by Justin Cronin
(Ballantine, June 2010)
Shop Indie Bookstores
Reading Justin Cronin's The Passage was a wonderfully weird experience in so many ways. For one thing, there had been foreshadowing for weeks: my business partner, my Twitter friends, fellow booksellers, the Winter Institute buildup, EVERYTHING and everyone seemed to be telling me to read this book. Not only was it being read by everyone whose tastes I share, it sounded like just the sort of thing I would like. Literary adventure with a soupçon of the supernatural? Yes please thankyou.
Weirder though, I'd read Justin Cronin's previous book The Summer Guest -- way back when, when I was young and poor enough to need the $45 they could pay me, I even reviewed it for Publishers Weekly (login required, sorry). I loved that novel, a piercing but gentle story of a family and its secrets over a summer at a fish camp. But it was a leetle hard to picture that rather quiet literary writer penning something that sounded like, from what people were telling me... a vampire apocalypse novel.
But I needed another big fat novel for a plane ride, so I jumped in, salivating with anticipation. And what an freakin' incredible ride it was. It starts with the very first sentence:
"Before she became the Girl from Nowhere -- the One Who Walked In, the First and Last and Only, who lived a thousand years -- she was just a little girl in Iowa, named Amy."
It opened up a world to get lost in. I had to come back to that sentence a number of times as the story got bigger, more epic and labyrinthine, and I needed to remember where we came from and where we were headed.
I love the backstory of this novel, as put forth in the "Dear Reader" letter at the front: that Cronin asked his young daughter what he should write about next, and she said "Write about a girl who saves the world." An unlikely challenge for the average writer of literary fiction -- but Cronin was up to it, with a vengeance. Not only did he write this novel on the full apocalyptic epic scale, but it's the first of a trilogy -- a huge world-building exercise, with heroes and villains and massive set-pieces and romance and destiny and life and death.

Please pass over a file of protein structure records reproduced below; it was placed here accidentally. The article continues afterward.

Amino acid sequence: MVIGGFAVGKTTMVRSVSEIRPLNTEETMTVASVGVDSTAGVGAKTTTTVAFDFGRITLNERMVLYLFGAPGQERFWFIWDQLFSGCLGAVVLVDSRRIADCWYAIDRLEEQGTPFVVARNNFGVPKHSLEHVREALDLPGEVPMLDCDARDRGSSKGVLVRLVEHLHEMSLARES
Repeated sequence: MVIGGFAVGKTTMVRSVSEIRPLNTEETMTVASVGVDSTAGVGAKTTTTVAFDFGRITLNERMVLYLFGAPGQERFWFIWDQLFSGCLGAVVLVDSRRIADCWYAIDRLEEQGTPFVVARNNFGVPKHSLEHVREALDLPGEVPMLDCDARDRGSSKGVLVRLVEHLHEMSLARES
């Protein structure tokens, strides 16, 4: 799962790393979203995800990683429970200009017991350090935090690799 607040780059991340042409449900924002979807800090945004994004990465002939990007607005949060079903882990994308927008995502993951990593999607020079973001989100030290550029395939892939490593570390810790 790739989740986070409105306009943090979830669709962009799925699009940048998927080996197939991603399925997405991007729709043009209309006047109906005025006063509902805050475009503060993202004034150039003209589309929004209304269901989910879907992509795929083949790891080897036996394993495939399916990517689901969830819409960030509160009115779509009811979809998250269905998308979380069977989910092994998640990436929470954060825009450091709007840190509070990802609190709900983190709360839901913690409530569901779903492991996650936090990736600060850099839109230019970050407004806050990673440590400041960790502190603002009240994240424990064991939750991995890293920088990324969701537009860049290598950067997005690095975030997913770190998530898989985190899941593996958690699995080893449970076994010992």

I don't want to talk much about the plot, other than that first sentence; I'm sure many reviews will come out that outline the story structure, but it was such a pleasure to read in breathless suspense and near constant surprise that this early on I don't want to spoil it for anybody. My impression about half way through was that it reminded me a lot of Dean Koontz, whom I loved as a teen -- adventure with a scrim of sci fi and a Joseph Campbell-ian hero to root for. But Koontz's morality was always a tad too schematic, his bad guys too obviously bad, his emphasis on the value of home and hearth almost a little right-wing, and his dialogue not especially convincing.
Cronin is showing us what happens when a writer who has cut his chops on stories of families and relationships takes on an operatic fantasy epic. The villains are sometimes monstrously horrifying, sometimes pathetically well-meaning, sometimes just driven and short-sighted. The social interactions -- the love affairs, the family life, the camaraderie and power shifts of extreme danger -- are exquisitely observed. And the action scenes leave nothing to be desired, except maybe the ability to read faster. At times, yes, it seems a little too overdetermined that the good guys will live through the horrors that have killed countless others -- but it would hardly be a satisfying adventure story (at least in Volume One) if they didn't.
What I appreciate most about what Cronin brings to this heart-pounding epic is the Big Themes, which grow on you gradually rather than hitting you over the head. There's a lot of ink spilled these days about what vampires "mean" -- in The Passage, it seems that on some level they just mean mortal danger, of the kind bands of humans have always faced. How to make meaning and value out of a life whose sweetness is likely to be heartbreakingly brief -- is this a question unique to those expecting carnivorous humans to descend on them at nightfall? And there's the question of identity, too. The vampires take away identity into a massive, hungry hive-mind, while Cronin's humans constantly ground their identity in their family name, the work they do, the place they come from -- just like us, just like always. Who are you? is a repeated refrain, sometimes answerable, sometimes not.
These are just samplings of some of the stuff I saw going on in this book, which is made not only to quicken the pulse and keep you up at night, but also to interrogate and reevaluate the deep core of being human. The only thing I hated about this book is that it is fully committed to being a trilogy: at the end, after 700 pages of horror and laughter and tears and ephiphanies and explosions, it ends on a cliffhanger. AAAUUGH!! But what more visceral response could a "literary writer" evoke? Kudos to Justin Cronin for this masterpiece, which I think is going to be the book of the summer if not the year -- and here's hoping he hurries up and writes the next one!
Book Trailer Unveiled For Marvin and The Moths
58 minutes ago